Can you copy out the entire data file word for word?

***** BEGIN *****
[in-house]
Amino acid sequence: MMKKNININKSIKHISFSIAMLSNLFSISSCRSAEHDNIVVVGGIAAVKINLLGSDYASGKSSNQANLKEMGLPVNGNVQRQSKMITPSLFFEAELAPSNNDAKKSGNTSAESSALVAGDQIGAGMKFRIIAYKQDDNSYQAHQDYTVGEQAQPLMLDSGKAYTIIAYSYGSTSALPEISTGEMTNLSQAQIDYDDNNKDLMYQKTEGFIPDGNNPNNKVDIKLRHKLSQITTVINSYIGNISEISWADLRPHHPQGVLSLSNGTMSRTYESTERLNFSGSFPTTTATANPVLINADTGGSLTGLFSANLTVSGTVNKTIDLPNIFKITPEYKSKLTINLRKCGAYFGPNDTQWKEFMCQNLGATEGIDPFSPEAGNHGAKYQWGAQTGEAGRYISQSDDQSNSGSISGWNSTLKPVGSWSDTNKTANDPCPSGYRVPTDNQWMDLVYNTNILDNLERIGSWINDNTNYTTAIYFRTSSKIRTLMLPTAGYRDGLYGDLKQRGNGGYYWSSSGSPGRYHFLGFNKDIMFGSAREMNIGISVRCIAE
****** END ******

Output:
[in-house]
Amino acid sequence: MMKKNININKSIKHISFSIAMLSNLFSISSCRSAEHDNIVVVGGIAAVKINLLGSDYASGKSSNQANLKEMGLPVNGNVQRQSKMITPSLFFEAELAPSNNDAKKSGNTSAESSALVAGDQIGAGMKFRIIAYKQDDNSYQAHQDYTVGEQAQPLMLDSGKAYTIIAYSYGSTSALPEISTGEMTNLSQAQIDYDDNNKDLMYQKTEGFIPDGNNPNNKVDIKLRHKLSQITTVINSYIGNISEISWADLRPHHPQGVLSLSNGTMSRTYESTERLNFSGSFPTTTATANPVLINADTGGSLTGLFSANLTVSGTVNKTIDLPNIFKITPEYKSKLTINLRKCGAYFGPNDTQWKEFMCQNLGATEGIDPFSPEAGNHGAKYQWGAQTGEAGRYISQSDDQSNSGSISGWNSTLKPVGSWSDTNKTANDPCPSGYRVPTDNQWMDLVYNTNILDNLERIGSWINDNTNYTTAIYFRTSSKIRTLMLPTAGYRDGLYGDLKQRGNGGYYWSSSGSPGRYHFLGFNKDIMFGSAREMNIGISVRCIAE